Clipping:Clubs jumping leagues
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|Date||Sunday, May 15, 1887|
... It will be remembered that at the last meeting of the arbitration committee the American Association make a determined effort to have section 6, of the national agreement, so amended as to prohibit a club from jumping from one association into the ranks of another without the consent of all the clubs of the organization to which that club might belong.
The secession of Pittsburg had opened the eyes of the American Association to the danger that continually threatened their territory from the encroachment of the League. Young Watrous, of the Metropolitan Club, led the attack for the Association, and he proposed to fight the League upon this issue unless they agreed to the amendment. But the League would not agree to it. Watrous then turned to his colleagues, Byrne, of Brooklyn, and Phelps, of Louisville, but they would not support him. “I am disgusted with the actions of the American Association,” said Watrous right out in the committee. “Before I came in here every club in the Association was for war. They wanted this section amended. We were instructed to that effect. Now that I am here I propose to follow out my instructions, but you see, gentlemen of the League, my colleagues will not support me.” Messrs. Byrne and Phelps were for harmony. So was John I. Rogers, who was looking after the League’s interest. “We don’t want to fight,” said Rogers to Watrous. “No,” retorted Watrous, “you come along and steal my best girl. You don’t want to fight, but I do.” The section was finally amended so that a club desiring to go from one association to another would have to do so in the month of November. This leaves the section about the same as it was before. The American Association territory is still open to the encroachments of the League, and the latter proposes to improve its circuit for next season by the addition of one or two of the Association clubs.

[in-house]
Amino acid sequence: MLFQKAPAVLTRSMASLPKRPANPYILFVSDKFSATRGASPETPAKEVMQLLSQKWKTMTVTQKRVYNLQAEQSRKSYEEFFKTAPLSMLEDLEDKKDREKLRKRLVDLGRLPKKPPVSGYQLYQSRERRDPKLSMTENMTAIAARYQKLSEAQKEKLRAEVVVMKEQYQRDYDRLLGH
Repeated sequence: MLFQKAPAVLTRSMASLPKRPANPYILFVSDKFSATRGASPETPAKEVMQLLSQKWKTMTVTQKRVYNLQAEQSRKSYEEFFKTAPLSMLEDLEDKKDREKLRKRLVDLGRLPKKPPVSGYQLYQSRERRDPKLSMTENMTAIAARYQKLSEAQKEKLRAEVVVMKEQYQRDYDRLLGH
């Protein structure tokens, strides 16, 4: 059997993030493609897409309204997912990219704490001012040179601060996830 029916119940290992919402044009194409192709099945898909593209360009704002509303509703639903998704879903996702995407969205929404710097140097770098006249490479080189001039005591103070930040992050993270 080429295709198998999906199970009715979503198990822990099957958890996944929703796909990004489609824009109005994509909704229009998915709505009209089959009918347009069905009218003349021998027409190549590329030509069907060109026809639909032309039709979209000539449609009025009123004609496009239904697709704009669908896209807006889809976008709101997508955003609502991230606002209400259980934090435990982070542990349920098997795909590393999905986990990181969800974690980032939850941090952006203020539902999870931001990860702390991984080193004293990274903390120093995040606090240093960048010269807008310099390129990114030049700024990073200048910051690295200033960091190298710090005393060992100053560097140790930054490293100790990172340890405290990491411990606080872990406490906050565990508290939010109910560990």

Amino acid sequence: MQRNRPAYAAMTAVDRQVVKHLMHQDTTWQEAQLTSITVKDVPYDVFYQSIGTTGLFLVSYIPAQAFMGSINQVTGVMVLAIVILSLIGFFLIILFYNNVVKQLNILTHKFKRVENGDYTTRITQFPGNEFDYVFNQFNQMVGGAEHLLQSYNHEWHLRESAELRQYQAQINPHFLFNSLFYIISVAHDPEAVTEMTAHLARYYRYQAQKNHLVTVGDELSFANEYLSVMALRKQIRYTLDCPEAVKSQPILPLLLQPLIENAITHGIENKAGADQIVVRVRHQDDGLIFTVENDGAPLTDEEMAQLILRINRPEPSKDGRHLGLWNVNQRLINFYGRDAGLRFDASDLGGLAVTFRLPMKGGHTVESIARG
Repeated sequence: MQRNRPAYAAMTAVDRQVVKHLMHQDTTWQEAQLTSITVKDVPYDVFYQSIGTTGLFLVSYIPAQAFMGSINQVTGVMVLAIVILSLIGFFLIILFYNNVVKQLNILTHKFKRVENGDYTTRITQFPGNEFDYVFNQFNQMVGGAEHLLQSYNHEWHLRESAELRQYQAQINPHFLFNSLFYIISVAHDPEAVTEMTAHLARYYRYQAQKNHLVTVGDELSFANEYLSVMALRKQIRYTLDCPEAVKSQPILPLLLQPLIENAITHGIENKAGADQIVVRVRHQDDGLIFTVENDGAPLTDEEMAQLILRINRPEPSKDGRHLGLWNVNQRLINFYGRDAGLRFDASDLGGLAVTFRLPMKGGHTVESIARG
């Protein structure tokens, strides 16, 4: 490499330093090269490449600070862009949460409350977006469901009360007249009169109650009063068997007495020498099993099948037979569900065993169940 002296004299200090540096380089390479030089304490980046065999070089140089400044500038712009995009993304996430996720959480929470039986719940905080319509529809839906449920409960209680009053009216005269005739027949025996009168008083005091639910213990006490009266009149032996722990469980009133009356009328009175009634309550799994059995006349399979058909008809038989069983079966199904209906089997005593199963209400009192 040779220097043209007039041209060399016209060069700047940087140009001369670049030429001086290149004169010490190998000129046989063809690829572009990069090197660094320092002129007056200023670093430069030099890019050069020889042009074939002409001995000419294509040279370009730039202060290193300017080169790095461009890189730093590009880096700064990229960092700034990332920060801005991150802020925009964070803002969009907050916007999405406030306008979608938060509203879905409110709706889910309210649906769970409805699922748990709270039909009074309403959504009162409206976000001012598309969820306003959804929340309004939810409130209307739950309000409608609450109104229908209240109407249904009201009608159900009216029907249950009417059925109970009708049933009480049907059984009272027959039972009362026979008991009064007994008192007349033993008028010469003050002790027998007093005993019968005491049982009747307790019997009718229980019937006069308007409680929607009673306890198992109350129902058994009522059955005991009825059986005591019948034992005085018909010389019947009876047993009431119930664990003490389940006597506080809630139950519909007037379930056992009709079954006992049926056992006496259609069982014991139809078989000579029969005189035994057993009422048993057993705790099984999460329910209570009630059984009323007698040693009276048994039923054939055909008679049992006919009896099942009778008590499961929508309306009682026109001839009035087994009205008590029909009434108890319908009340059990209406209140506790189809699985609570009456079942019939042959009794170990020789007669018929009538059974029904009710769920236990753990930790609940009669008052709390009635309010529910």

|Submitted by||Richard Hershberger|
|Origin||Initial Hershberger Clippings|